Join your brothers and sisters in a warm, safe environment… 

The Roman Leo Fioravanti surfs with gusto! | Photo: WSL/Diz

Ghost of fallen WSL CEO Erik Logan continues to haunt Viva Rio Pro! “We don’t have much light anymore”

Who are the sycophants and acolytes that hitched their wagons to ELo’s toothy, Hollywood dreams?

I’m in a hospital, writing this on my phone. It’s a high dependency unit of a children’s ward in Inverness. My son lies in the bed, the one who celebrated his fifth birthday less than two weeks ago.

I’ve discovered the thing that some of you might unfortunately also know, there can be few things worse than seeing your children suffer.

Life, at these times, seems both overwhelming complex and really fucking simple. In the days we’ve been here, often utterly helpless, the simplicity of it all rings out.

Nothing matters beyond the day you’re living. Nothing matters beyond him getting better.

And nothing in life matters more from this point forward than the health of the people I love, children first.

When suddenly you are removed of agency and choice, all those decisions and desires you fret over seem less than insignificant.

Certainly, surfing doesn’t matter. Certainly my obligations to you don’t matter. My agreement to write something on every day men fight meaningless battles against other men in the realms of professional surfing.

So why do it?

Well, for one, after a hellish few days, it looks like my boy might have turned a corner. We’re not out of the woods yet, but things are working. He’s eating for the first time in a week. He’s talking to us. He’s playing with kinetic sand and the Hot Wheels monster trucks his brother brought him.

And he’s angry. Utterly furious, in fact, about all the wires and needles and cajoling and promises of the things he’ll get to do when he finally gets out of this horrendous place where you’re confined to a bed and children scream and wail all around you, and adults pace and poke and prod, and you understand nothing but pain.

He ripped off the wires used to monitor his vital signs. He tore out a cannula, spraying blood and fury everywhere. He’s had enough, and I don’t blame him. It’s hard to explain that people hurting him are actually helping.

For another, writing things down helps. And as much as I’ve found it hard to respond to messages of support from family and friends, and in many cases just haven’t, somehow it’s easier to communicate with a readership of perfect strangers. Here, on BeachGrit. This odd little community of misfits that can feel at once caustic and caring.

But I’ll confess to not having watched a huge number of the many heats run today in Rio, and you can let me know if there are salient points missed.

And of course, ELo!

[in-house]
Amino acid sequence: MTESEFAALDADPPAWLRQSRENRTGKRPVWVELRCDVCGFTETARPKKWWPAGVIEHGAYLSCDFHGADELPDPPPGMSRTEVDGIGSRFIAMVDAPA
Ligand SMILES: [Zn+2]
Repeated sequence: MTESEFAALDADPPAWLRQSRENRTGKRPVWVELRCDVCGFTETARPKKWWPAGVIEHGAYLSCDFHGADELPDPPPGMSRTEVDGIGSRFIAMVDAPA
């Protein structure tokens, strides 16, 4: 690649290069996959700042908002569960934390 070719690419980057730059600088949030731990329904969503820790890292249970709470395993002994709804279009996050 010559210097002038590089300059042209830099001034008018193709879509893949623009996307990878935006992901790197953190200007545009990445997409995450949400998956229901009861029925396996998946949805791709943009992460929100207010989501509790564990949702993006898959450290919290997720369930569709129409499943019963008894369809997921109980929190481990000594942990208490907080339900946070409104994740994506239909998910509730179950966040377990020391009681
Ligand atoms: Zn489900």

I’m terribly interested to watch the fallout of the coming days. Who are the sycophants and acolytes that hitched their wagons to ELo’s toothy, Hollywood dreams?

Who replaces him? Would Kelly do it? A salivating prospect in many, many regards. The only man who would give us more mileage than ELo, who would thrill and titillate us at every turn.

And what really happened? To be axed mid-event, one he was attending on the other side of the world, seems odd.

There’s much speculation and rumour and fun to be had, of course. Never fret, this opportunity to put the boot in won’t be missed. Like a ragged, saliva soaked dog chew, we’re not quite done with you yet, Erik Logan. But all in good time.

It was a day of big names falling. A day of the sort of peaky, mysterious beachbreak that might fade to nothing or offer a tempting section. Hardly classic conditions, but contestable. Some men rode their luck, others whinnied in frustration.

People’s champion Jadson Andre was back in the fold and doing very Jadson-like things in unspectacular defeats of higher seeds. Yellow jersey wearer Griffin Colapinto was first to be decapitated, establishing the trend for the day. Andre would go on to scythe Toledo from the round of 16 and will meet Yago Dora in today’s quarter finals.

The other giant killer of the day was Sammy Pupo, slaying Medina then Chianca. As I’ve said before, I do think young Pupo has a place on this tour, despite losing it after the mid-season cut. If it wasn’t necessarily a day to exhibit quality, it was one for grit, and Pupo seems to have both.

Jack Robinson was sent home early once again owing to a priority interference against Seth Moniz. Of all the surfers on Tour, none looked more assured for a top five placing than Jack Robinson. Now he finds himself outside looking in and praying for good fortune and better waves to round out the year.

Regardless, it might not matter much. He’s a man who might win a world title at Teahupo’o, but not Trestles.